Important Math Formula

 

At the beginning of each SAT Math Section is a formula box with many of the basic formulas.  However, there are many other formulas that a student must also know, which are not given.  Here is one important geometry formula:

To find the sum of the interior angles of any polygon use: (s-2) X 180 where s represents the number of sides. Using this formula to find the sum of the interior angles of 5 sided figure (a pentagon) (5-2) X 180=540 degrees. Assuming all the angles are equal, to find the value of each individual angle use (s-2) X 180/s, so (5-2) X 180/5=108.

Are Your Priorities Straight?

Many students fail to see the big picture. They claim they have “no time” for SAT or ACT prep. Amazingly, they have time for practice, games, rehearsal, recitals, shows, driver’s ed, the mall, the movies and hanging out. How is this possible? Priorities! If there is time for play, there certainly is time for work. Allocate some of that play time for study time.

If you set aside a block of time early each day in the summer and on the weekends during the school year (when everyone is still asleep), you won’t be borrowing from time with your friends.

Tip–Once school starts, every Saturday and Sunday morning wake up early and prep for an hour. Start ten weeks prior to test day. That’s a full 20 hours of prep in addition to any private tutoring or prep class. Everyone can do that math!

Who Benefits From Private Tutoring?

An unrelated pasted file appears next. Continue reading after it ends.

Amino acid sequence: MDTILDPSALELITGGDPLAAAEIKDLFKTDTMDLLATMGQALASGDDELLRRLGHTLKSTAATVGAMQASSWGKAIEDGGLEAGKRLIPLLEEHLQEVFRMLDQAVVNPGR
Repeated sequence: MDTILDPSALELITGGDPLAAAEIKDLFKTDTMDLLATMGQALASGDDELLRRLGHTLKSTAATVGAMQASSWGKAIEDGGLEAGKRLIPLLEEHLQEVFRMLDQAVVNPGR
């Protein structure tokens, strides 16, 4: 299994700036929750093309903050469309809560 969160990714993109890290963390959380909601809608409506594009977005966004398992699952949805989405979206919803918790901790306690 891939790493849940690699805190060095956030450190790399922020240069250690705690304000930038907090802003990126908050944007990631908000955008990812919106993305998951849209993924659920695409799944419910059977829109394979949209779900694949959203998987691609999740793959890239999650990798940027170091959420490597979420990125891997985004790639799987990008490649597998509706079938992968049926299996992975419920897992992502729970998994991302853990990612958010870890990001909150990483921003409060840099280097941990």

Private tutoring is not for every student.  Some are okay in a large prep class.  Still, others prefer to lock themselves in their room with the books and prepare alone.  For the rest of you, a private tutor can be of great use.  Here are some profiles of students who can thrive with one on one instruction:

1. The Social Butterfly- the student with many friends will more than likely sit in the back of the room of a large Test Prep Class and socialize while the instructor is giving the lesson.  To the social butterfly, SAT or ACT prep is just another social event and an opportunity to goof off.

2.  The Overprogrammed Student- Captain of the Swimming Team or Captain of the Cheerleaders, Interns at the Local Soup Kitchen, Lead actor in the school play.  You get the picture!  With such an irregular schedule, it is hard for these “kings and queens” of the extracurriculars to show up at a test prep class every Tuesday evening at 7 p.m. So a private tutor who can mix and match dates and times is a great luxury.

3.  The Lazy, Unstructured, Unfocused Student- sometimes an intelligent kid needs the structure and focus which private tutoring can provide. Tutors can act as mentors to these students through motivation, organization and by making sure they complete the homework in a timely manner.

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Commitment

Are you committed?  Are you willing to do what it takes?  To become a better reader?  To write and speak with a more sophisticated vocabulary?

Are you committed to improve your math problem solving skills?  Are you committed to becoming a better essay writer?

Commitment takes time and effort.  Commitment requires doing some work while your friends are swimming at the beach.  Commitment is making choices– that you will put aside fun this minute for a lifetime of fun as a successful adult.

Believe!

Believe is the first theme our students will use to write about this summer.  What do you believe?  Don’t answer right away, think about it.

We will be posting the best essays submitted.  More to follow.